Forget the striped tie and Old Spice this year, and thank your father by sharing a collection of poetry with him instead. Make a gift of your own favorite book of poems, or consider one of these ten collections, each of which explores the myriad confusions, revelations, and entanglements of being a man, illuminating the relationships between fathers and children with humor and emotion, honesty and depth. Of course, if your father simply must have his neckwear, then use that striped tie for a bow around one of these books of poetry:
This collection of new and previously unpublished poems represents twenty years of Komunyakaa's work. He carefully tempers his poems with elements of biography, myth, and politics, guiding the reader through landscapes equal in beauty and violence. The rhythmically hypnotic quality of his work is perhaps most striking in the poems of Dien Cai Dau, as Komunyakaa presents the harsh realities of the Vietnam War. The syncopation of his poetry masterfully underscores and alleviates the emotional weight of his subject matter, yet Komunyakaa never shies away from larger psychological and emotional issues, as when the speaker of "Songs for My Father" describes a final visit with his father: "I never knew / We looked so much like each other...You were skinny, bony, but strong enough to try / Swaggering through that celestial door."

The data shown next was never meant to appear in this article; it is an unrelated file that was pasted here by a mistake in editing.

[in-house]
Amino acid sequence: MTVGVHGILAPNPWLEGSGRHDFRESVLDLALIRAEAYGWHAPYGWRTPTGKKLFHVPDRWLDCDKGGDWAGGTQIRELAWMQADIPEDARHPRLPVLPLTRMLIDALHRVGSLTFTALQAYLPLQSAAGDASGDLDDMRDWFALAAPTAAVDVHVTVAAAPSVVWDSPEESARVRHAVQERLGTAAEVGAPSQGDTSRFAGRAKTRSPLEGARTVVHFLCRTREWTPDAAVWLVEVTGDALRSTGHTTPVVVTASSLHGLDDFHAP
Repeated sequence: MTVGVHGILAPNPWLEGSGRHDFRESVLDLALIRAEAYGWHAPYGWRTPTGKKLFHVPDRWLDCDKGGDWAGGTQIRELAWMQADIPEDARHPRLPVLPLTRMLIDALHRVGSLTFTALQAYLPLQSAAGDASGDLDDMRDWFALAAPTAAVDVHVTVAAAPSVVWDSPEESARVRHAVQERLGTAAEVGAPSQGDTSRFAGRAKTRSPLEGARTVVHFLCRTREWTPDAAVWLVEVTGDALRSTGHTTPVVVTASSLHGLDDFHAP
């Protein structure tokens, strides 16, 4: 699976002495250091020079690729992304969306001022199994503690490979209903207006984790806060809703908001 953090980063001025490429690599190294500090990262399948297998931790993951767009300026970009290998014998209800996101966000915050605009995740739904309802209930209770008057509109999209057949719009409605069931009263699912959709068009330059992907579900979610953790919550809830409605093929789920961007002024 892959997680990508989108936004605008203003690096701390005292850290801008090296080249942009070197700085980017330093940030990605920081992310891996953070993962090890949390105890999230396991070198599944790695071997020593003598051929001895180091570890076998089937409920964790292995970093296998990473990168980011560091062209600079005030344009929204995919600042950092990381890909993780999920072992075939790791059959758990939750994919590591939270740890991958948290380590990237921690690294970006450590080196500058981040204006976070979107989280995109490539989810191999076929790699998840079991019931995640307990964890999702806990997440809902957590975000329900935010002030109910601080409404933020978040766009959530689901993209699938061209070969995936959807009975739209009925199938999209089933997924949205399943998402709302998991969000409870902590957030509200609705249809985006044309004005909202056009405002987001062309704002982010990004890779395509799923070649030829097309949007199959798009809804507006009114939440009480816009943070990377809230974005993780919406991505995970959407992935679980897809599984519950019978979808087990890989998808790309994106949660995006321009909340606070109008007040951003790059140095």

Most famous for his novel Deliverance, Dickey wrote powerfully imaginative poems that move from nature myths to violent southern gothics. The Selected Poems captures the best examples of his broad range, including "For The Last Wolverine," "The Firebombing," "The Sheep Child," and "The Strength of Fields," which he read at the inauguration of President Jimmy Carter, and in which he pleads: "Lord, let me shake / With purpose. Wild hope can always spring / From tended strength. Everything is in that. / That and nothing but kindness."
Hirsch's seventh collection of poetry begins with a poem that reads as a prayer for the impossible. It begins: "Give me back my father walking the halls / of Wertheimer Box and Paper Company / with sawdust clinging to his shoes." Throughout this personal and tightly crafted collection, the poems grapple with the difficult moments of defining oneself and becoming undone with doubt and love. That first poem ends: "Whatever you had that never fit, / whatever else you needed, believe me, // my father, who wanted your business, / would squat down at your side / and sketch you a container for it." In this collection, Hirsch continues his father's work, creating homes for the kinds of memories that are difficult to store and that are worth holding on to.
This long overdue collection of Hayden's work exemplifies a poet working at the top of his form. Hayden's graceful yet unadorned style gives rise to moments of pure beauty and bare truth. His poems deal with race, religion, historical figures, and perhaps most notably, familial bonds, as his famous poem "Those Winter Sundays" recalls how "Sundays too my father got up early" and "in the weekday weather made / banked fires blaze. Nobody ever thanked him."